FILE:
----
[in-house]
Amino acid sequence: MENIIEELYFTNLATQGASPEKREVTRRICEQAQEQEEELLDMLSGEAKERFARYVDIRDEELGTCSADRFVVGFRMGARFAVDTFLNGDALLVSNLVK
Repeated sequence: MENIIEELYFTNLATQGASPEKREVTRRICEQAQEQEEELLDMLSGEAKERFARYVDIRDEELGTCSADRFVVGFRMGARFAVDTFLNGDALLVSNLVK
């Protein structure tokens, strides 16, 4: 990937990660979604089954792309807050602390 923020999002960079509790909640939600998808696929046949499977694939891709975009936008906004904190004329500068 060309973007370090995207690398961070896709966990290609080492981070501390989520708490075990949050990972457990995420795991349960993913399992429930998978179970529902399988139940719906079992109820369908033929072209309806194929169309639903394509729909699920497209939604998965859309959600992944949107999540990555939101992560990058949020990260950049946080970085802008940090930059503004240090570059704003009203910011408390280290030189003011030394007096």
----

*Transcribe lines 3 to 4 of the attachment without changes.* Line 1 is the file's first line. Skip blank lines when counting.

Repeated sequence: MENIIEELYFTNLATQGASPEKREVTRRICEQAQEQEEELLDMLSGEAKERFARYVDIRDEELGTCSADRFVVGFRMGARFAVDTFLNGDALLVSNLVK
């Protein structure tokens, strides 16, 4: 990937990660979604089954792309807050602390 923020999002960079509790909640939600998808696929046949499977694939891709975009936008906004904190004329500068 060309973007370090995207690398961070896709966990290609080492981070501390989520708490075990949050990972457990995420795991349960993913399992429930998978179970529902399988139940719906079992109820369908033929072209309806194929169309639903394509729909699920497209939604998965859309959600992944949107999540990555939101992560990058949020990260950049946080970085802008940090930059503004240090570059704003009203910011408390280290030189003011030394007096």